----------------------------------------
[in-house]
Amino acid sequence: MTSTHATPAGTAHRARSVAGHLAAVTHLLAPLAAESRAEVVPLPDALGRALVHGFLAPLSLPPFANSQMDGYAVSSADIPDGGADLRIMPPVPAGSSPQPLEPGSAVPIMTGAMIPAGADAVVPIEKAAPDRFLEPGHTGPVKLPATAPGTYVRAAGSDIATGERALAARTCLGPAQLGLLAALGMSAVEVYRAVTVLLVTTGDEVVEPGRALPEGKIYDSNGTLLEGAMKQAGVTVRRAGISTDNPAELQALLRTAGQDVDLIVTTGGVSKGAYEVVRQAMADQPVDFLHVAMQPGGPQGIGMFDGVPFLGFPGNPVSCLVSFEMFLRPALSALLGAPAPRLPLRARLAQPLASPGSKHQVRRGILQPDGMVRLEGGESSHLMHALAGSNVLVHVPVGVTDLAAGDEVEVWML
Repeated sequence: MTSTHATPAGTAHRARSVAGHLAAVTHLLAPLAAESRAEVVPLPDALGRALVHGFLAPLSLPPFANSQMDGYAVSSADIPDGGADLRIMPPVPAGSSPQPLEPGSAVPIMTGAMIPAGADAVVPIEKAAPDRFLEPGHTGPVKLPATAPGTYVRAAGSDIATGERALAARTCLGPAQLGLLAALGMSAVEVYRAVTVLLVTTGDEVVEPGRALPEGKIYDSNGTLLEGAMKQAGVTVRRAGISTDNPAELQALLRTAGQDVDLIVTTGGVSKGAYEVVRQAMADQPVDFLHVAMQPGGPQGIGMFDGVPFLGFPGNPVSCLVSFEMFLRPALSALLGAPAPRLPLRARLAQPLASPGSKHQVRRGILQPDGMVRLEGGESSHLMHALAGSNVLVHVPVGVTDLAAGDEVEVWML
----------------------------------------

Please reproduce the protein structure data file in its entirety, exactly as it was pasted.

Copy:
[in-house]
Amino acid sequence: MTSTHATPAGTAHRARSVAGHLAAVTHLLAPLAAESRAEVVPLPDALGRALVHGFLAPLSLPPFANSQMDGYAVSSADIPDGGADLRIMPPVPAGSSPQPLEPGSAVPIMTGAMIPAGADAVVPIEKAAPDRFLEPGHTGPVKLPATAPGTYVRAAGSDIATGERALAARTCLGPAQLGLLAALGMSAVEVYRAVTVLLVTTGDEVVEPGRALPEGKIYDSNGTLLEGAMKQAGVTVRRAGISTDNPAELQALLRTAGQDVDLIVTTGGVSKGAYEVVRQAMADQPVDFLHVAMQPGGPQGIGMFDGVPFLGFPGNPVSCLVSFEMFLRPALSALLGAPAPRLPLRARLAQPLASPGSKHQVRRGILQPDGMVRLEGGESSHLMHALAGSNVLVHVPVGVTDLAAGDEVEVWML
Repeated sequence: MTSTHATPAGTAHRARSVAGHLAAVTHLLAPLAAESRAEVVPLPDALGRALVHGFLAPLSLPPFANSQMDGYAVSSADIPDGGADLRIMPPVPAGSSPQPLEPGSAVPIMTGAMIPAGADAVVPIEKAAPDRFLEPGHTGPVKLPATAPGTYVRAAGSDIATGERALAARTCLGPAQLGLLAALGMSAVEVYRAVTVLLVTTGDEVVEPGRALPEGKIYDSNGTLLEGAMKQAGVTVRRAGISTDNPAELQALLRTAGQDVDLIVTTGGVSKGAYEVVRQAMADQPVDFLHVAMQPGGPQGIGMFDGVPFLGFPGNPVSCLVSFEMFLRPALSALLGAPAPRLPLRARLAQPLASPGSKHQVRRGILQPDGMVRLEGGESSHLMHALAGSNVLVHVPVGVTDLAAGDEVEVWML